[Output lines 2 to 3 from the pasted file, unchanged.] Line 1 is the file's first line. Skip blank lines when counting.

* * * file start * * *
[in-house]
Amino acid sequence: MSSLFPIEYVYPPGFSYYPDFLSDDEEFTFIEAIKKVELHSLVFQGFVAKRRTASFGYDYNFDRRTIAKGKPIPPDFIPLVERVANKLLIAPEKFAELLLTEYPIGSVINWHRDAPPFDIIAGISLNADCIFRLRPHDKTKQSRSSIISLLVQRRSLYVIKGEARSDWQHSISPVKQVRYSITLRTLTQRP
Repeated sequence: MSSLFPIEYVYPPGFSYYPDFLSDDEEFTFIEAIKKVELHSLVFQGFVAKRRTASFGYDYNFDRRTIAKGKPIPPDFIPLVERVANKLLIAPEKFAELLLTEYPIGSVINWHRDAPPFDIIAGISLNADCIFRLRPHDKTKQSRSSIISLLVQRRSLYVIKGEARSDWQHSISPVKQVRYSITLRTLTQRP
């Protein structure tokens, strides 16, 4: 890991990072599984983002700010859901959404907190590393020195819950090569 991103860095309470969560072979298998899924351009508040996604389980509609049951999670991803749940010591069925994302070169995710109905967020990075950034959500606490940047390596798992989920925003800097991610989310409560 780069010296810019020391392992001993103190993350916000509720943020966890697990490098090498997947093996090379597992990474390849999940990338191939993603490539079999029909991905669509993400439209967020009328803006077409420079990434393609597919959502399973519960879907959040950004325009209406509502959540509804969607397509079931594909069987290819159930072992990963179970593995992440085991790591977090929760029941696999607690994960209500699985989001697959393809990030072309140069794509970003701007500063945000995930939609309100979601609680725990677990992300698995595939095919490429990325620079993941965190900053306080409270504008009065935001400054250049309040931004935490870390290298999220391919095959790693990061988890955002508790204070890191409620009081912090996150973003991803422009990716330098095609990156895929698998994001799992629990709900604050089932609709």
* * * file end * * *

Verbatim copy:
Amino acid sequence: MSSLFPIEYVYPPGFSYYPDFLSDDEEFTFIEAIKKVELHSLVFQGFVAKRRTASFGYDYNFDRRTIAKGKPIPPDFIPLVERVANKLLIAPEKFAELLLTEYPIGSVINWHRDAPPFDIIAGISLNADCIFRLRPHDKTKQSRSSIISLLVQRRSLYVIKGEARSDWQHSISPVKQVRYSITLRTLTQRP
Repeated sequence: MSSLFPIEYVYPPGFSYYPDFLSDDEEFTFIEAIKKVELHSLVFQGFVAKRRTASFGYDYNFDRRTIAKGKPIPPDFIPLVERVANKLLIAPEKFAELLLTEYPIGSVINWHRDAPPFDIIAGISLNADCIFRLRPHDKTKQSRSSIISLLVQRRSLYVIKGEARSDWQHSISPVKQVRYSITLRTLTQRP